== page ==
Tag: restaurant

  • Four Tips for Managing Tablets and the Restaurant Guest Experience

    February 27, 2015

    Tablets at the table offer benefits, but how do you measure their effectiveness in providing a better guest experience?  

    How do tablets change the server’s role with the diners? 

  • Holiday Gatherings and Restaurant Alcohol Compliance

    November 30, 2012

    Restaurant mystery shoppingand training efforts are even more important during the holidays, with busy employees facing the challenges of managing more customer traffic. With holiday celebrations for family and offices soon to be in full swing at restaurants across the nation, and alcohol often a big

  • Mixed Messages and Mixed Research: Mystery Shops, Customer Surveys and Social Media

    May 31, 2012

    On the spot restaurant reviews, customer service remarks, and feedback on wait times. Whatever customers talk about online, managers immediately learn about customer feelings when they monitor social media. While these instantaneous comments are an important part of understanding customer opinions, the feedback is very different from customer experience services such as mystery shops and customer satisfaction surveys.

    Casual online comments travel fast, and make a substantial impact on potential customer buying decisions as well as employee morale. Onsite and telephone mystery shopping results help companies reward employees for positive sales behaviors and fine tune training efforts. Customer opinions through web or mobile surveys provide honest input about employees and services. With these differences in mind, and the added complexity of random online comments, many companies wonder how all three types of research fit together.

  • Making the Most of Customer Wait Times

    April 29, 2012

    In 2009, our own Rob Barry, Confero Account Executive, spoke with the Wall Street Journal’s “The Numbers Guy” blogger Carl Bialik forhis Waiting Game article. Rob provided insight from his experience managing mystery shopping programs for grocery store clients. Technology is moving at a much faster pace than 2009, and customer waiting time is a topic worth revisiting.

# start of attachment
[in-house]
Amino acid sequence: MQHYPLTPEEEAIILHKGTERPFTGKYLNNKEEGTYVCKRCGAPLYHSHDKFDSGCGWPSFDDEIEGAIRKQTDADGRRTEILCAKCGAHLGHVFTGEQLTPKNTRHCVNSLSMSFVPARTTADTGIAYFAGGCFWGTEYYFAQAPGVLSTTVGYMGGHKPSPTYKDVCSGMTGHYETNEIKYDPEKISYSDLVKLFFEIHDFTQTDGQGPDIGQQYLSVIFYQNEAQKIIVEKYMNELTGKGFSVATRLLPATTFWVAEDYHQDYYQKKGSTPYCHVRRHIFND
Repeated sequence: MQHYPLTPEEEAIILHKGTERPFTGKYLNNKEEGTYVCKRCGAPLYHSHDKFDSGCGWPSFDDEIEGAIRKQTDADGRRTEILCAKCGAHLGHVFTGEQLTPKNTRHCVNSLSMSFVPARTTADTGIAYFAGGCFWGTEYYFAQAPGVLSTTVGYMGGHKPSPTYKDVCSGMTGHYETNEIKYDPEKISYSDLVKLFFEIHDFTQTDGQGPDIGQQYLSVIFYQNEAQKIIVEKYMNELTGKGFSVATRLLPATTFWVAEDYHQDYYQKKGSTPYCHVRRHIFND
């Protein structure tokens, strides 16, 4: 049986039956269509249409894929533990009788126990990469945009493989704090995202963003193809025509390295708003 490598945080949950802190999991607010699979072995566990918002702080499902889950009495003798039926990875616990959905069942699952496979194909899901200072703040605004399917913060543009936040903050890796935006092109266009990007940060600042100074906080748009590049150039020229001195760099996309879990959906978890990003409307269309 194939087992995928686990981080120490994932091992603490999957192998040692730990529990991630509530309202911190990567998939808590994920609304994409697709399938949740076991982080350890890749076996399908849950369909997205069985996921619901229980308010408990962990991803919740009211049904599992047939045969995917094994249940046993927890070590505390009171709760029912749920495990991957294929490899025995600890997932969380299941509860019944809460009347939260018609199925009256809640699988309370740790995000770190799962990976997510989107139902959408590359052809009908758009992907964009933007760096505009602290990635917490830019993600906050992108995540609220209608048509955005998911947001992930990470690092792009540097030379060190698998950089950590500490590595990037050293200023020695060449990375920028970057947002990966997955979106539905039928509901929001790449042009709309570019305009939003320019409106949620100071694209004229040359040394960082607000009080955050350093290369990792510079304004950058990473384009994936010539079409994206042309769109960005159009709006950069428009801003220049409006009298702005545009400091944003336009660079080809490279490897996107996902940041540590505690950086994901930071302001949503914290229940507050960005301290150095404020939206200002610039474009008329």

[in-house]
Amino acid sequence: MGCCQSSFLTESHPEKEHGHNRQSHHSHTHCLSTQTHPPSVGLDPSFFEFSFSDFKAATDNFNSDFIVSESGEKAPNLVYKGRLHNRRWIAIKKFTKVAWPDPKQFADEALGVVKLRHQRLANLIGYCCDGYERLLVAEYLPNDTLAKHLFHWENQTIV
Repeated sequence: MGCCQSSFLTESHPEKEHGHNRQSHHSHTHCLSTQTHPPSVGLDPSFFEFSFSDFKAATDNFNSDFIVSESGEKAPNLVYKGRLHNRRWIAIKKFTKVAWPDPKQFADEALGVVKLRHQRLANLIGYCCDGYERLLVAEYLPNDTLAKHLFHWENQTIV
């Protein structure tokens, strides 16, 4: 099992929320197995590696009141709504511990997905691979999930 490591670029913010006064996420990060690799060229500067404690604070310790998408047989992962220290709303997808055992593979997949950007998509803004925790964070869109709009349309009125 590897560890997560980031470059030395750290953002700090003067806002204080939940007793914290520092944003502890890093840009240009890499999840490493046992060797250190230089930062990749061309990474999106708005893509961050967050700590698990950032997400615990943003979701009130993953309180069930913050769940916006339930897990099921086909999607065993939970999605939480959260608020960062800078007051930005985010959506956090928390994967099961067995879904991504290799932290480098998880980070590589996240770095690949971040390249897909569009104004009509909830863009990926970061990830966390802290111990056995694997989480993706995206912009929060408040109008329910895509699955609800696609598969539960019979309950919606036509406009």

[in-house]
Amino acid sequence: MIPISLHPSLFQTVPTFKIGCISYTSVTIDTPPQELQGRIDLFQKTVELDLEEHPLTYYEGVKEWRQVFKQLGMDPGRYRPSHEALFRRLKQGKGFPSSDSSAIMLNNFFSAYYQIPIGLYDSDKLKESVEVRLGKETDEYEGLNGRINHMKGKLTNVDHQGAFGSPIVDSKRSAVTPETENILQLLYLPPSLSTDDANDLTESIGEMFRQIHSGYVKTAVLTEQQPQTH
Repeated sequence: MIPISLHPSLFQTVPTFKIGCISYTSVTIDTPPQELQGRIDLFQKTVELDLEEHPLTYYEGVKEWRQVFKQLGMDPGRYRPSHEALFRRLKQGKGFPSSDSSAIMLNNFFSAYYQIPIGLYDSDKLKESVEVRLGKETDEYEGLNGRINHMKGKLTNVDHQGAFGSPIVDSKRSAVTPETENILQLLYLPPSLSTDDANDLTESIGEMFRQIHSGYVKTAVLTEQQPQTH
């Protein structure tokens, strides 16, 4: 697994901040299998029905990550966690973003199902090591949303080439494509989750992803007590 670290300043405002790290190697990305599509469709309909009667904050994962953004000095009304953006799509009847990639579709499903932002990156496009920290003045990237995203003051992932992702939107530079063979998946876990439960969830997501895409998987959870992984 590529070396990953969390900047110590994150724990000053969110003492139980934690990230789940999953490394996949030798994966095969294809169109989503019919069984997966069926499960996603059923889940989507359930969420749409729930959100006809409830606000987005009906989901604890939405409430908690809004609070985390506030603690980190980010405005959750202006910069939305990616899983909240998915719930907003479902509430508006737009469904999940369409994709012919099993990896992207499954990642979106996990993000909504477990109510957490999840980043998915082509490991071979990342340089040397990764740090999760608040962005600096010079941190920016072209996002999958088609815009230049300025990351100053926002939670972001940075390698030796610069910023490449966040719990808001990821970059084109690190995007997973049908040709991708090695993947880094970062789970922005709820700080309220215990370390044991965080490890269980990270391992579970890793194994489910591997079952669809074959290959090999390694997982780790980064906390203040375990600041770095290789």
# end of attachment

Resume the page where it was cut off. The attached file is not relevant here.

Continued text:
Customers Waiting in Line

    Whether you manage a bank, restaurant, service or store, you know that it’s not realistic to reduce wait times for customers in every circumstance. If your company is one that prides itself on impressive and personalized service for every customer, wait times are inevitable. There are ways, however, to create more enjoyable waits for customers, and generate additional sales at the same time.

    Developing customized mystery shopping programs across many industries has allowed us to see a variety of wait time strategies.  Through measurement of these strategies and our own observations, here are ways that some organizations convert tiresome wait times into positive customer experiences:

    • Automotive or food service companies arrange retail space so that customers view the employees working, whether it an associate who cooks a food order, or an employee who repairs or washes your vehicle.  This is a great way to show customers the quality behind your service while at the same time eliminating boring waits.
    • At some Chick Fil-a locations, employees stand near the drive thru entry point and key in orders with
  • Please Hang Up So I Can Serve You! Serving the Smartphone-Distracted Customer

    March 28, 2012

    When you think about mobile devices and their impact on the in-person customer experience, have you considered that nearly 2 billion people will have Smartphones by 2017? If not, you should!

    You should also consider how your employees serve these distracted customers.

    • Do your new accounts personnel approach waiting customers, only to find them with their heads down, texting away?
    • Do your servers wait for diners to look up from their cell phones?
    • Do your retail associates stand awkwardly while a distracted cell phone talker holds up the line?

    From restaurants to banks to retail stores and beyond, busy associates encounter the same challenge – customers who multi -task with cell phone conversations, texting or using an Ipad. In response to this growing phenomenon, we wanted to take a closer look at the ways that distracted customers impact customer experience in these industries.


    Mobile-crazed Diners

    Rather than embracing mobile trends, some restaurants simply ask customers not to use their cell phones inside their locations. For example,